Federal Tax Treatment for Same-Sex Marriages
- U.S. Supreme Court Ruling
- IRS Ruling 2013-17
- Benefit plan impact
- Alaska application of Revenue Ruling
- FAQs for same-sex individuals who are married under state law
U.S. Supreme Court Ruling
On June 26, 2013, the United States Supreme Court, in a case captioned U.S. v. Windsor (Windsor), ruled that Section 3 of the Defense of Marriage Act (DOMA), which provided that only persons of the opposite sex could be recognized as "spouses" and "married" for purposes of federal law, was unconstitutional.
The Internal Revenue Service (IRS) issued Revenue Ruling 2013-17 [PDF] on August 29, 2013, providing guidance as to how the IRS will treat same-sex married couples under the Internal Revenue Code post Windsor. In accordance with Windsor and Revenue Ruling 2013-17, for federal tax law purposes only, the IRS will recognize a marriage between same-sex individuals that was validly entered into in a state whose laws authorize the marriage of two individuals of the same sex regardless of whether or not those married individuals currently reside in a state that recognizes same-sex marriage. However, the IRS will not consider individuals who have entered into a registered domestic partnership, civil union, or similar arrangements as married for federal tax law purposes.
Benefit Plan Impact
The Windsor decision and Revenue Ruling 2013-17 impact employee and retiree benefit plans. For example, prior to the Windsor decision, DOMA effectively required that benefits provided to a same-sex spouse were generally subject to federal income tax and that same-sex spouses were not considered qualified beneficiaries under COBRA, and thus could not be afforded COBRA continuation coverage when the participant terminated employment, divorced, or entered into a legal separation. Under Windsor and Revenue Ruling 2013-17, these and approximately 1,300 other federal laws governing employer-sponsored retirement and health and welfare benefits plans were affected.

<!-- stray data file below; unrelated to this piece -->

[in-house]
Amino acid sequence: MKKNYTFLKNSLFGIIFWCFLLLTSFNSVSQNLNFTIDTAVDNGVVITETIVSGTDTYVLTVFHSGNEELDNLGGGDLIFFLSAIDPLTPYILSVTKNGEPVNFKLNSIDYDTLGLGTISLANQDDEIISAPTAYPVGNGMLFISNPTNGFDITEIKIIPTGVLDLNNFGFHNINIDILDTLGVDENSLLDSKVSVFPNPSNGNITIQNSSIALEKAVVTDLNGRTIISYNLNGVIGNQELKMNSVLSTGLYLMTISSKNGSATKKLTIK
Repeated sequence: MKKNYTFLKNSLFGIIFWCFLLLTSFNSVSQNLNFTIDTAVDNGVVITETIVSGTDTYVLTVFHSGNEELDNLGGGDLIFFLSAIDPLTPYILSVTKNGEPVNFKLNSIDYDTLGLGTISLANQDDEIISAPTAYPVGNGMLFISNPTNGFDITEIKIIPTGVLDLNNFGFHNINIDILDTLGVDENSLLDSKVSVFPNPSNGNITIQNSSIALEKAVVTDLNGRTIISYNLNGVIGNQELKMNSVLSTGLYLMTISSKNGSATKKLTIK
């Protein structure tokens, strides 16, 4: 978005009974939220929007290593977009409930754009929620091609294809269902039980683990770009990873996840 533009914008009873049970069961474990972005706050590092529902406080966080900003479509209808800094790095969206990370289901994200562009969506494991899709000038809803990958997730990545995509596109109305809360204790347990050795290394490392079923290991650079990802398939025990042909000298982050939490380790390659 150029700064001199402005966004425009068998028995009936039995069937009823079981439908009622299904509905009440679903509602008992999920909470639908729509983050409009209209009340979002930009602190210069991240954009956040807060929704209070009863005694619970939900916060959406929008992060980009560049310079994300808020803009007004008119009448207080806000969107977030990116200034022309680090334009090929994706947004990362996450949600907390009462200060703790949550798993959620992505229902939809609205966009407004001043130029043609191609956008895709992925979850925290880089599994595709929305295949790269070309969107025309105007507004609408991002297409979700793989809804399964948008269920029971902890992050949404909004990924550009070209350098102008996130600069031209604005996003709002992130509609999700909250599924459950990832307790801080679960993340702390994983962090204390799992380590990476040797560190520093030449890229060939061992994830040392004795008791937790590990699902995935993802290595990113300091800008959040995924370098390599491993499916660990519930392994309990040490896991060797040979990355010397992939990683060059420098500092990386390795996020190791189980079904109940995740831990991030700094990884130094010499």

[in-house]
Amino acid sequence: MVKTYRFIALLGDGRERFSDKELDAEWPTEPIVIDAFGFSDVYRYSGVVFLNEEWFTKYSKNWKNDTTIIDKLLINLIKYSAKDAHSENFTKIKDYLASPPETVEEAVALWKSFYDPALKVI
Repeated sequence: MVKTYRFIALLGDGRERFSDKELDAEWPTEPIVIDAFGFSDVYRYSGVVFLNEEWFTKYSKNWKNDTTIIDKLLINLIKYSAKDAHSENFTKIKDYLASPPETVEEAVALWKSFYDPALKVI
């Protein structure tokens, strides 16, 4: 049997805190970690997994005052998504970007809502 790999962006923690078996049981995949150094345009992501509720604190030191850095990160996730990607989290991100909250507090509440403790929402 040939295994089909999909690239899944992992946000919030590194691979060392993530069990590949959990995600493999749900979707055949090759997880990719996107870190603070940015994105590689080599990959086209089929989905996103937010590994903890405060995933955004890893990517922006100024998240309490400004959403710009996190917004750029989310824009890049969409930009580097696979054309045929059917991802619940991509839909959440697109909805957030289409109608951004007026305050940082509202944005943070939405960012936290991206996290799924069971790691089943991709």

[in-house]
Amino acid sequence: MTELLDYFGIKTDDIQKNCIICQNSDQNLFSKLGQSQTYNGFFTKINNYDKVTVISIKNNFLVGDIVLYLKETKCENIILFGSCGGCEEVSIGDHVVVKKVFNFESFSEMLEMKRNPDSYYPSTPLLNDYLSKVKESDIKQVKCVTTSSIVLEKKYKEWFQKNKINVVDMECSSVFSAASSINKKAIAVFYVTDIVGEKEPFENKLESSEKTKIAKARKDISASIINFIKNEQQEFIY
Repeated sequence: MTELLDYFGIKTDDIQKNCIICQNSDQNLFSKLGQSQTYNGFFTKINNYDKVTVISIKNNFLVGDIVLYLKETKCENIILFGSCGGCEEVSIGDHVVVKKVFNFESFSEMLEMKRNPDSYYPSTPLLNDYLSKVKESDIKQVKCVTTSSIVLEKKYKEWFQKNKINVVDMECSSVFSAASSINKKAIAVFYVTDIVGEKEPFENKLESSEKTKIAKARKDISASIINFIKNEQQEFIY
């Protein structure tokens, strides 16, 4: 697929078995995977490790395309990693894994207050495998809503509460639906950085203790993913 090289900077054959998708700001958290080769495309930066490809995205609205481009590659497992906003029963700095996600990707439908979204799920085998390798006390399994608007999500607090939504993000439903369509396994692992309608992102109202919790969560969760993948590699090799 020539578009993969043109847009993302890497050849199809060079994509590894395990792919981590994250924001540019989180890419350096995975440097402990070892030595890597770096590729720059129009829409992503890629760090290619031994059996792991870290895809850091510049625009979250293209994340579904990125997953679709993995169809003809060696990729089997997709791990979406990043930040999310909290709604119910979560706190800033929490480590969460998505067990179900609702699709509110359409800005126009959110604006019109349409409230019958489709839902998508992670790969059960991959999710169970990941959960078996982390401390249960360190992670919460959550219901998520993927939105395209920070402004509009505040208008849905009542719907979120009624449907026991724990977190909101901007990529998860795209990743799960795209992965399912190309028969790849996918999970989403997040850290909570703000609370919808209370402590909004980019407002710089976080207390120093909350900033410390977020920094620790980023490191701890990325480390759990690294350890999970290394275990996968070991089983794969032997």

State of Alaska Application of Revenue Ruling 2013-17
In order to ensure the State of Alaska, Department of Administration, Division of Retirement and Benefits (Division) is appropriately applying the correct federal tax treatment to your benefits, it is necessary for the Division to obtain same-sex marriage information from affected participants. Notices requesting enrollment of married spouses were sent to all affected members and employees in late October, 2013. Enrollment of a same-sex spouse is the responsibility of the member.